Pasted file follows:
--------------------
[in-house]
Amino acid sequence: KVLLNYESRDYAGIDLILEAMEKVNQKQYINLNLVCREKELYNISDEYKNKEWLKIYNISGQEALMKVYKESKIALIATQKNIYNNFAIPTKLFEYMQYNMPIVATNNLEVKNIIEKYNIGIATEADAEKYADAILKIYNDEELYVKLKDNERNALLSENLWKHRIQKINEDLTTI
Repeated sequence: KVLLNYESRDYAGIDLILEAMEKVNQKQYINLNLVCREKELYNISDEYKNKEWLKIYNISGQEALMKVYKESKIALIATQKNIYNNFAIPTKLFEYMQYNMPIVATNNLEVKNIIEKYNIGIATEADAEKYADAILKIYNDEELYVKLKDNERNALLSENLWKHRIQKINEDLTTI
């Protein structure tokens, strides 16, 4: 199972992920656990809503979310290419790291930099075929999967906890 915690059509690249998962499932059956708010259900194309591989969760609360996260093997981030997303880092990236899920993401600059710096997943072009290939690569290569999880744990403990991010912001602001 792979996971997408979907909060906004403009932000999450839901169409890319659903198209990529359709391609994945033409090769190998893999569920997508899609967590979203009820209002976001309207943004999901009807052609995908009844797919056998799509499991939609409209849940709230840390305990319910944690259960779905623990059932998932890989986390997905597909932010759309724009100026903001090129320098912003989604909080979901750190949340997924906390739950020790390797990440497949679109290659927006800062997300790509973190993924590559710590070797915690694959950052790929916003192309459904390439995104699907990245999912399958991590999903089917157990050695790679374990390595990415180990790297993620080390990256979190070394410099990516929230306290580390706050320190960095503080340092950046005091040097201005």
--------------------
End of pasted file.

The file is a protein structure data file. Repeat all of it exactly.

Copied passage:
[in-house]
Amino acid sequence: KVLLNYESRDYAGIDLILEAMEKVNQKQYINLNLVCREKELYNISDEYKNKEWLKIYNISGQEALMKVYKESKIALIATQKNIYNNFAIPTKLFEYMQYNMPIVATNNLEVKNIIEKYNIGIATEADAEKYADAILKIYNDEELYVKLKDNERNALLSENLWKHRIQKINEDLTTI
Repeated sequence: KVLLNYESRDYAGIDLILEAMEKVNQKQYINLNLVCREKELYNISDEYKNKEWLKIYNISGQEALMKVYKESKIALIATQKNIYNNFAIPTKLFEYMQYNMPIVATNNLEVKNIIEKYNIGIATEADAEKYADAILKIYNDEELYVKLKDNERNALLSENLWKHRIQKINEDLTTI
């Protein structure tokens, strides 16, 4: 199972992920656990809503979310290419790291930099075929999967906890 915690059509690249998962499932059956708010259900194309591989969760609360996260093997981030997303880092990236899920993401600059710096997943072009290939690569290569999880744990403990991010912001602001 792979996971997408979907909060906004403009932000999450839901169409890319659903198209990529359709391609994945033409090769190998893999569920997508899609967590979203009820209002976001309207943004999901009807052609995908009844797919056998799509499991939609409209849940709230840390305990319910944690259960779905623990059932998932890989986390997905597909932010759309724009100026903001090129320098912003989604909080979901750190949340997924906390739950020790390797990440497949679109290659927006800062997300790509973190993924590559710590070797915690694959950052790929916003192309459904390439995104699907990245999912399958991590999903089917157990050695790679374990390595990415180990790297993620080390990256979190070394410099990516929230306290580390706050320190960095503080340092950046005091040097201005």